The powerful emotions felt by Ronnie O'Sullivan after his seventh World Championship title are to be revealed for the first time on the Eurosport show Seventh Heaven.
After claiming his famous seventh world title at the Crucible in May, O'Sullivan joined the Eurosport studio and in footage which has never been seen before, the snooker great broke down into tears as the magnitude of the achievement hit home.
The moment gives an extraordinary insight into how much a seventh world title meant to O'Sullivan.
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Speaking to his good friend and one of his former rivals, Alan McManus, on Seventh Heaven, O'Sullivan discusses in-depth the feelings that came up as he drew level with Stephen Hendry with his tally of triumphs at the Crucible. The conversation was part of the special two-hour show on discovery+ and Eurosport which you can watch on Saturday night at 8pm.
The Rocket also had a lengthy exchange with the beaten finalist, Judd Trump, after the victory and it all added to the emotions that were already inside him with family members in the audience.
"He handled himself unbelievably and it blew me back, really," O'Sullivan admitted to McManus on the show.
"I have got a lot of respect for Judd - I have known him since he was a kid - and he is a champion.
"It should not be allowed, really. I always think this tournament goes on for five days too long. I think that is what makes it a bit special. Those last five days make you have to go to places where you do not really want to have to go. I was cuddling everyone.
"I did not see it coming. I just wanted to enjoy the tournament. To come away with the tournament was extra special. I was buzzing for them [family members] to be there. My dad would never have come on stage, but he was pushed out there.
"I just wanted him to have a good time because he was not here for a lot of those years to share some of the moments. For me, I just wanted him there to experience it and just get a feel for it because, if it was not for him in my early days, I probably would not have been a professional sportsman, or anything really.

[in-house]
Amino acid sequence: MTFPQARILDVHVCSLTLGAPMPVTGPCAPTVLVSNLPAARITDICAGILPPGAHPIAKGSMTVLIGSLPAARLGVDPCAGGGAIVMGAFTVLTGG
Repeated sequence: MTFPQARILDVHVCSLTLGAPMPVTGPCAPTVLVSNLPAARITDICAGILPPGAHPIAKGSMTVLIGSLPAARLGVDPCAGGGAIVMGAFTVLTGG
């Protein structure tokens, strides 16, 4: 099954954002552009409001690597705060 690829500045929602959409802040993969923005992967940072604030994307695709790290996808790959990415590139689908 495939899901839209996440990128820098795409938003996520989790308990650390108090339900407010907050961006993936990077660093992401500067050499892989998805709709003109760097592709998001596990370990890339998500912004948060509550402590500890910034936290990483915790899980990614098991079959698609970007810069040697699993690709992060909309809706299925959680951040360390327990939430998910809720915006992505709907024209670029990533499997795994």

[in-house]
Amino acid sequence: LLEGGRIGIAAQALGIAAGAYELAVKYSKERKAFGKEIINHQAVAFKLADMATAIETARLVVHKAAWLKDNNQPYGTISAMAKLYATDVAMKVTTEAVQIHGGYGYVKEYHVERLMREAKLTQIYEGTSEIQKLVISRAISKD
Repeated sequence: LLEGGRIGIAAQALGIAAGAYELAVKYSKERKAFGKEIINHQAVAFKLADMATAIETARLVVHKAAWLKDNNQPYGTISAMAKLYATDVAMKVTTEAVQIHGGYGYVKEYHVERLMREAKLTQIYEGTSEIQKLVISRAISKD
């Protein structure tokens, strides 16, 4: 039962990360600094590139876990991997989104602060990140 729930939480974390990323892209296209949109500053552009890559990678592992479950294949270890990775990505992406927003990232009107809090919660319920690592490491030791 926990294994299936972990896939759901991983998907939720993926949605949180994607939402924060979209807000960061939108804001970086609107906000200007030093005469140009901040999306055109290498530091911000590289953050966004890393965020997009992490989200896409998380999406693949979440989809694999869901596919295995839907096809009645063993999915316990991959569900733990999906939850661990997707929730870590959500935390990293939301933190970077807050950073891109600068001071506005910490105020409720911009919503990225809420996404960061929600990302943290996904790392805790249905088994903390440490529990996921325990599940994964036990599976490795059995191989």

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"He instilled that discipline in me. He came from a hard background, whereas I was a bit flaky and just wanted to have fun and have a laugh. He incorporated that seriousness into how I go about my career, really."
Seventh Heaven documents the career of the seven-time world champion with the snooker icon revisiting some of the key moments that framed his storied career. From bursting onto the scene at the 1993 World Snooker Championship as a fresh-faced 17-year-old, all the way to this year’s record-equalling seventh world title.
The first part of Seventh Heaven sees Eurosport pundit McManus take in Ronnie’s beloved Epping Forest in Essex where the 1994 Masters champion goes one-on-one with “The Rocket”, recalling the early stages of his career right up until his fourth world title in 2012.
In the same episode, O'Sullivan also discusses the absence of his father growing up which subsequently led to substance abuse and a period in rehab. The episode finishes with a surprise message from snooker great Ray Reardon and Ronnie examining the impact Dr Steve Peters has had on his career.
The second half of the film sees O’Sullivan return to the Crucible for the first time since memorably claiming his seventh World Championship earlier this year. He recounts his fifth win over Barry Hawkins in 2013 and his loss to Mark Selby in the final the following year.
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The Home Nations series returns on Sunday with the Northern Ireland Open live and exclusive on discovery+. You can also watch Seventh Heaven, a two-part show about Ronnie O’Sullivan’s historic World Championship win last season, on-demand.
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03/12/2022 AT 19:34